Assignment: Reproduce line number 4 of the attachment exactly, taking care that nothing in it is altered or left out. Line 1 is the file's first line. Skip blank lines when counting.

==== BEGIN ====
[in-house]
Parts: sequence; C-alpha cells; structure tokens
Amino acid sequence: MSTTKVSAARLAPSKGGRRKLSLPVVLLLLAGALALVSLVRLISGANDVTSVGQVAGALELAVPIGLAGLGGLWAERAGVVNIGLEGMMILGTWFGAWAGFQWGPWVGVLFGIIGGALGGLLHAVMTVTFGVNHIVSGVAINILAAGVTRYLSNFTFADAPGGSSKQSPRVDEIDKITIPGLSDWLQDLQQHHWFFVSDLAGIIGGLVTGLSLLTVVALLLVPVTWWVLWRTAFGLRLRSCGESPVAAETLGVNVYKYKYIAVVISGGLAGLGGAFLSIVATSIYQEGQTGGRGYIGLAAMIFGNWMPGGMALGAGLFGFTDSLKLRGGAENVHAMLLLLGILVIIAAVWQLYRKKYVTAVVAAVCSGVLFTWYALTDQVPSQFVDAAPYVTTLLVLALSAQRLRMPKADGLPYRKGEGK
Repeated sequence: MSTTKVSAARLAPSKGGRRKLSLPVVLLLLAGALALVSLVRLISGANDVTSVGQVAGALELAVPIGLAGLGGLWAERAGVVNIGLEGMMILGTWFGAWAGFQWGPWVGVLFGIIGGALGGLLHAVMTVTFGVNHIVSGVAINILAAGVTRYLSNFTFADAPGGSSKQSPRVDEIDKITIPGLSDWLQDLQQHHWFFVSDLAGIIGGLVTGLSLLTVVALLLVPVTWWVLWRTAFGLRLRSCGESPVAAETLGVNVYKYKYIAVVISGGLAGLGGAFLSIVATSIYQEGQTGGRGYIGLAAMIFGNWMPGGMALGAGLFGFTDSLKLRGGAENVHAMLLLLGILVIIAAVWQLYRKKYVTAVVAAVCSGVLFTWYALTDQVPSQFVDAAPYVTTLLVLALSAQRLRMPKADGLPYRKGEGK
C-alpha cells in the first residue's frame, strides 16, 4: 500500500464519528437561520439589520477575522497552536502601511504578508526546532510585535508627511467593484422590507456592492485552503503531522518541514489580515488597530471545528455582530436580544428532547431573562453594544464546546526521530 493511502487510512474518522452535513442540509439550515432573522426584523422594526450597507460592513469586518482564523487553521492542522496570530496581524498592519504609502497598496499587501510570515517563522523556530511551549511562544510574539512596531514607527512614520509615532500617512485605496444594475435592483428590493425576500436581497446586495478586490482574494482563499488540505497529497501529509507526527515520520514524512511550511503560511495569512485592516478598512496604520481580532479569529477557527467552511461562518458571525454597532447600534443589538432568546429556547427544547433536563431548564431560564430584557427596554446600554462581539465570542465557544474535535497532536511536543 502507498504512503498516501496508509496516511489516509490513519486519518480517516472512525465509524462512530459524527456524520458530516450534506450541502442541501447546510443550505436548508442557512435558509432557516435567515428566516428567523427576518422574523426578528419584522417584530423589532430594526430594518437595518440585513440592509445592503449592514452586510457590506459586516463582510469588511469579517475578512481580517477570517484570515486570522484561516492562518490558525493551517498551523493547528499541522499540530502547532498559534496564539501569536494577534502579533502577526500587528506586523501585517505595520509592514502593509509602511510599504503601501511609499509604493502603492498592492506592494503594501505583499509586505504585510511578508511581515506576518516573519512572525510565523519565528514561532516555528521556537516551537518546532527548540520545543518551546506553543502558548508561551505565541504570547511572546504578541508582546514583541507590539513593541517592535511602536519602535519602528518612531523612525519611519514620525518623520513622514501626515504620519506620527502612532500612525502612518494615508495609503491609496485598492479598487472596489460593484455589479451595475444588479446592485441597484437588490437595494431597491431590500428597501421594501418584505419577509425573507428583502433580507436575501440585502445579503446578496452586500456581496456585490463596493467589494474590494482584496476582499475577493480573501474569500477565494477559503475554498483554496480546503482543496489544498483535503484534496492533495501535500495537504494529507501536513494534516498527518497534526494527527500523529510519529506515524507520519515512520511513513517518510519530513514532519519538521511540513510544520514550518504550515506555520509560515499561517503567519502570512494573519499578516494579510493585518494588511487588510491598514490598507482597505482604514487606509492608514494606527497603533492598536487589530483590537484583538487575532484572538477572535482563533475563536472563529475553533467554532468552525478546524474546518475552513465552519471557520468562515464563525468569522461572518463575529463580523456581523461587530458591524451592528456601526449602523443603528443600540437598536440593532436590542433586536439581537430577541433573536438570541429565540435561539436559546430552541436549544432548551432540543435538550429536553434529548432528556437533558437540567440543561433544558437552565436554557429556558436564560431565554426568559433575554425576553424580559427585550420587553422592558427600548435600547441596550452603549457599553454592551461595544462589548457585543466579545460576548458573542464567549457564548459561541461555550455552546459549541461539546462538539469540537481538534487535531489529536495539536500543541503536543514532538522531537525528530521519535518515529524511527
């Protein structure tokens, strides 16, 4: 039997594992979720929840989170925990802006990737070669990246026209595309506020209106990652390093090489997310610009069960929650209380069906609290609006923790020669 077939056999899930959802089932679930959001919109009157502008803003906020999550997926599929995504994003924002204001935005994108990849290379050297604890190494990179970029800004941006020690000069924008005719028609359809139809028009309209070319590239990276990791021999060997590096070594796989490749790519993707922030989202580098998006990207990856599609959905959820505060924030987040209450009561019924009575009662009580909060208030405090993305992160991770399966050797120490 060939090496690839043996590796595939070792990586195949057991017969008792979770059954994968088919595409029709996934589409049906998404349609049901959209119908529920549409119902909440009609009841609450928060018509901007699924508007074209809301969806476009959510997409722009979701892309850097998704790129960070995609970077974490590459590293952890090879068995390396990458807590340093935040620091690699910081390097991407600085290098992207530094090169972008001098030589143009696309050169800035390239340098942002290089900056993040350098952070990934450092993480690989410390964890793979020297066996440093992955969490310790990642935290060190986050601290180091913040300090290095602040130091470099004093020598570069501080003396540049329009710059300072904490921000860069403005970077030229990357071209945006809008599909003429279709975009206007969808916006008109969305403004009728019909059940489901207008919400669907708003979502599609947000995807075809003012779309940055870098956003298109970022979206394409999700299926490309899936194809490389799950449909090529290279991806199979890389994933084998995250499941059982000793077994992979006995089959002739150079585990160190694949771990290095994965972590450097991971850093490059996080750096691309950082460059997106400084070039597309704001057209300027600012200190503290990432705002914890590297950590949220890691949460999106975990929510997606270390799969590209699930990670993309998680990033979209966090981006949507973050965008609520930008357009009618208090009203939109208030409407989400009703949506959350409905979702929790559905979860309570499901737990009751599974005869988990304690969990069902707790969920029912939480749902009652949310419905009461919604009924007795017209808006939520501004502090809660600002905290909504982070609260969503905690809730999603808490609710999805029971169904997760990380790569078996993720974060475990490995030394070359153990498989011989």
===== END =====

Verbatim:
Repeated sequence: MSTTKVSAARLAPSKGGRRKLSLPVVLLLLAGALALVSLVRLISGANDVTSVGQVAGALELAVPIGLAGLGGLWAERAGVVNIGLEGMMILGTWFGAWAGFQWGPWVGVLFGIIGGALGGLLHAVMTVTFGVNHIVSGVAINILAAGVTRYLSNFTFADAPGGSSKQSPRVDEIDKITIPGLSDWLQDLQQHHWFFVSDLAGIIGGLVTGLSLLTVVALLLVPVTWWVLWRTAFGLRLRSCGESPVAAETLGVNVYKYKYIAVVISGGLAGLGGAFLSIVATSIYQEGQTGGRGYIGLAAMIFGNWMPGGMALGAGLFGFTDSLKLRGGAENVHAMLLLLGILVIIAAVWQLYRKKYVTAVVAAVCSGVLFTWYALTDQVPSQFVDAAPYVTTLLVLALSAQRLRMPKADGLPYRKGEGK